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Clinton praises Hungary’s economic reforms but expresses concerns about democratic values

U.S. Secretary of State Hillary Rodham Clinton on Thursday praised the economic reforms undertaken by the Hungarian government while expressing Washington’s concern for what critics say are setbacks here for an independent judiciary, press freedoms and other civil issues.

Clinton said she had received assurances from Prime Minister Viktor Orbán that Hungary would remain true to its “democratic traditions.”

“As friends of Hungary, we expressed our concerns and particularly call for a real commitment to the independence of the judiciary, a free press and governmental transparency,” Clinton said at a joint news conference. “We also talked very openly about preserving the democratic institutions of Hungary and making sure that they continue to grow and strengthen, including providing essential checks and balances.”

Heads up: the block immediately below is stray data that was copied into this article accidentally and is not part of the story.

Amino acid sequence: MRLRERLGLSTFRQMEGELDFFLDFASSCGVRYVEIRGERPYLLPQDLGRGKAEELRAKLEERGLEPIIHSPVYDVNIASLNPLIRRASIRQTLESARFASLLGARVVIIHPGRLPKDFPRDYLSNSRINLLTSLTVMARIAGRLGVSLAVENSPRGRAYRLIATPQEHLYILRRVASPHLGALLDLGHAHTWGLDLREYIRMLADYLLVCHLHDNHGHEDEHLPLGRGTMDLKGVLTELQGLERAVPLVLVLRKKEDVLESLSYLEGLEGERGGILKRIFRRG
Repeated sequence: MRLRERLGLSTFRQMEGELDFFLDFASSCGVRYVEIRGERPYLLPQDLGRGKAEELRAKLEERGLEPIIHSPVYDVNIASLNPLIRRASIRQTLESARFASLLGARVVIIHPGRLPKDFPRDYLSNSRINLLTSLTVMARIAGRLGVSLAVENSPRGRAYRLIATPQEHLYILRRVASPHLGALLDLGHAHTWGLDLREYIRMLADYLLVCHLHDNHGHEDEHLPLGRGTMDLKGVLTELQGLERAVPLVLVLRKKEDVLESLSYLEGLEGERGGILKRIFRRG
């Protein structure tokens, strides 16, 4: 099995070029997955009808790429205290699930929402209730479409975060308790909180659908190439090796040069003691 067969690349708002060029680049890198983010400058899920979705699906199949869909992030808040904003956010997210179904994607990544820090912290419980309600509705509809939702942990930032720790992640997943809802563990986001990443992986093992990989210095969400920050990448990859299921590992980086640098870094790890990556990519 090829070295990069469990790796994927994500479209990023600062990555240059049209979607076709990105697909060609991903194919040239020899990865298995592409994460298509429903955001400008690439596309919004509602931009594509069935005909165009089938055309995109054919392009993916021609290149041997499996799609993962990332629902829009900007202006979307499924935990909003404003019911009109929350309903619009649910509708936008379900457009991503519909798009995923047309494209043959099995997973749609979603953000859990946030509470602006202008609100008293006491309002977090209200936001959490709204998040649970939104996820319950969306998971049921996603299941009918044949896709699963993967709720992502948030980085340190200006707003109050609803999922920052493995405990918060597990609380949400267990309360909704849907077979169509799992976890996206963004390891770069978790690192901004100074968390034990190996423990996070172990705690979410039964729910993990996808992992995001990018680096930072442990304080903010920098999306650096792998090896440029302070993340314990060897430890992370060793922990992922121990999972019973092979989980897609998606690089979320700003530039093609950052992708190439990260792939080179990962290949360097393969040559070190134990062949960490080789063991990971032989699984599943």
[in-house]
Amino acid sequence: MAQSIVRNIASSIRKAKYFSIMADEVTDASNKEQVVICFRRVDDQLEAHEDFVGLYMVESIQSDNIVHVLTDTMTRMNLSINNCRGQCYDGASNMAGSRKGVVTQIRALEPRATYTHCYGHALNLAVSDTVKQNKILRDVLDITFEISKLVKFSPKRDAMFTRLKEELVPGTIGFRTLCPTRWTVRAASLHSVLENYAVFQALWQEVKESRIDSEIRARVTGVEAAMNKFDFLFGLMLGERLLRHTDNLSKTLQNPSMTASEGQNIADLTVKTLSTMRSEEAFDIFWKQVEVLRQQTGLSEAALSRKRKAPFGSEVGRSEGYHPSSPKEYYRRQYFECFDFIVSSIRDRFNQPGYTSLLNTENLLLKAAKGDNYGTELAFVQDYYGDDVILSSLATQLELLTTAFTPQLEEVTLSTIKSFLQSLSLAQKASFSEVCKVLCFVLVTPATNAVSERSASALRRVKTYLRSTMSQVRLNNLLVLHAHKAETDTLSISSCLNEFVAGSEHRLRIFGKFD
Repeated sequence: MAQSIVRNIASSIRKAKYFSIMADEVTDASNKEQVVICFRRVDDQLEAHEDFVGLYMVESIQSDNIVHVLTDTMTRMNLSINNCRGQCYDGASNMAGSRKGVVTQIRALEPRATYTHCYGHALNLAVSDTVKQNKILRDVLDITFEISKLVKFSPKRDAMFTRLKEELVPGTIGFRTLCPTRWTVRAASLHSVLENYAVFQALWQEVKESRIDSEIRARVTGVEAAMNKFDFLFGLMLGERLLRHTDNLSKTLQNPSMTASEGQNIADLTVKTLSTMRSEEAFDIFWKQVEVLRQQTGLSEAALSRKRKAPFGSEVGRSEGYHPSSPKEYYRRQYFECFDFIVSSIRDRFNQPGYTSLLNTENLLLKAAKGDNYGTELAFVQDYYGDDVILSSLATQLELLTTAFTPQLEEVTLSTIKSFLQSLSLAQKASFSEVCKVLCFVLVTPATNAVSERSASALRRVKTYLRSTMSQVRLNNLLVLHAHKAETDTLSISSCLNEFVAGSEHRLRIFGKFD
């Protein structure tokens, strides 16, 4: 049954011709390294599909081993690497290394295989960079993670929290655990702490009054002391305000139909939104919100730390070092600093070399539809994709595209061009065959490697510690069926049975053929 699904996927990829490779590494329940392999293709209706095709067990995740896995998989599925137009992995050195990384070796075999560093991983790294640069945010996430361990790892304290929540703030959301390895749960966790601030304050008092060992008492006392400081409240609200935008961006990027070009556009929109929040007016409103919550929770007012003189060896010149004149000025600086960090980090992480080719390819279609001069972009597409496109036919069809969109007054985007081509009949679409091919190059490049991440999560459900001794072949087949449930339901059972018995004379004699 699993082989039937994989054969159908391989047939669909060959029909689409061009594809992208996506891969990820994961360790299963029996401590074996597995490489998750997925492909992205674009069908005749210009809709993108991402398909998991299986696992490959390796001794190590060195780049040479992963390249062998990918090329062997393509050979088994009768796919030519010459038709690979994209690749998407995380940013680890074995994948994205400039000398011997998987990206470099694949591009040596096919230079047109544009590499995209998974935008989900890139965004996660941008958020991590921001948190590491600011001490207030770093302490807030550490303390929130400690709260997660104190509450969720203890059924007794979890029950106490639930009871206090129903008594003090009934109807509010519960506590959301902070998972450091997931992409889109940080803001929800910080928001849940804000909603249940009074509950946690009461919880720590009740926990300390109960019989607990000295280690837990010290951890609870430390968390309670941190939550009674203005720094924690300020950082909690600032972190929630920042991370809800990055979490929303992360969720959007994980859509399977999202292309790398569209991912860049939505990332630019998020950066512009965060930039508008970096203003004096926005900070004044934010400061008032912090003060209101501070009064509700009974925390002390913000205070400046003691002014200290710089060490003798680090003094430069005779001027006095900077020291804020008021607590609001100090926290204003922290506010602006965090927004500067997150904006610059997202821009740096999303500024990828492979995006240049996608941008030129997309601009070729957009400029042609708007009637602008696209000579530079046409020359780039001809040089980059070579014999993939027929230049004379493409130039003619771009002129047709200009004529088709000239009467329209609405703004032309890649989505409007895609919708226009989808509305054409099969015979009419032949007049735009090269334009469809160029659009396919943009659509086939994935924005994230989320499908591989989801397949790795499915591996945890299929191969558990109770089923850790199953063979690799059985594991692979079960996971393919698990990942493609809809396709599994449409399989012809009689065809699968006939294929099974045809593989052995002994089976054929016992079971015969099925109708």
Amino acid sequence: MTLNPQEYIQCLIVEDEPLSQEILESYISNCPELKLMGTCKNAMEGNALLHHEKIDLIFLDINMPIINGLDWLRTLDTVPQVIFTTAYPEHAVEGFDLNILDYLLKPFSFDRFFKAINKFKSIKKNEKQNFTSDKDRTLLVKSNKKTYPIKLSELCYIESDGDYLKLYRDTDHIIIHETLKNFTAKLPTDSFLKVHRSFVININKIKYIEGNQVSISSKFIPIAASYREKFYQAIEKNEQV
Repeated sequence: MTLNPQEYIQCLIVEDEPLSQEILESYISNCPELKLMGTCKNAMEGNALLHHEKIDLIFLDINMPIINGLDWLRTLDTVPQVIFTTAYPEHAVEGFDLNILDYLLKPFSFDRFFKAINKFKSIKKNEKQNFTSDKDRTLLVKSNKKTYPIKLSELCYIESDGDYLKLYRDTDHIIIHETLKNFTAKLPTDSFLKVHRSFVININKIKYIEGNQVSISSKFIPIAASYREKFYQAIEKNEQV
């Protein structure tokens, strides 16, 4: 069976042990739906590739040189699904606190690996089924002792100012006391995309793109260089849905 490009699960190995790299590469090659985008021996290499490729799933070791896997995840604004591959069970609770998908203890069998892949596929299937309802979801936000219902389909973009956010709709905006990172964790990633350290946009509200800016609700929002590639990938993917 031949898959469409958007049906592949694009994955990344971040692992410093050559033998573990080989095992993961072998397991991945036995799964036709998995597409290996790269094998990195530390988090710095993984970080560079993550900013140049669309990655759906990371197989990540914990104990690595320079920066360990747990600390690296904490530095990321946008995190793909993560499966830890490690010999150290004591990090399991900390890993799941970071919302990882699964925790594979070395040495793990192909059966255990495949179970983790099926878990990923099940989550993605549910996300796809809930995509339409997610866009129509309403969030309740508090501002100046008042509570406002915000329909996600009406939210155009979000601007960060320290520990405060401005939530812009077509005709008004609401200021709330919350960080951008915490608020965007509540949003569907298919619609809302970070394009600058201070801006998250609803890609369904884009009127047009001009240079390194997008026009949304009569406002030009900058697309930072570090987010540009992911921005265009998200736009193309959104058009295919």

At the same time, Clinton praised Hungary’s “outstanding” contributions to the war in Afghanistan, where Orbán said nearly 500 Hungarians were now serving, and lauded Hungary’s efforts, both domestically and as the holder until Thursday of the six-month, rotating presidency of the European Union, to improve the situation of the Roma population.

Earlier, Clinton and Orban spoke at the opening ceremony of the Tom Lantos Institute, named after the late Hungarian-born U.S. congressman.

During the ceremony, Orbán said Hungary and the United States shared common values, such as their mutual “passionate attraction” to freedom.

Orbán said that while Washington has been able to advance economically, culturally and socially thanks to its freedoms, Hungary’s underdevelopment was a consequence of the lack of freedom it had to endure in decades past.

Orbán also warned about the far-reaching effects of economic turmoil.

“Indebtedness, whether of households or entire countries, clearly limits freedoms,” he said. He borrowed the words of President John Adams, who said there are two ways to conquer and enslave a nation — by the sword and by debt.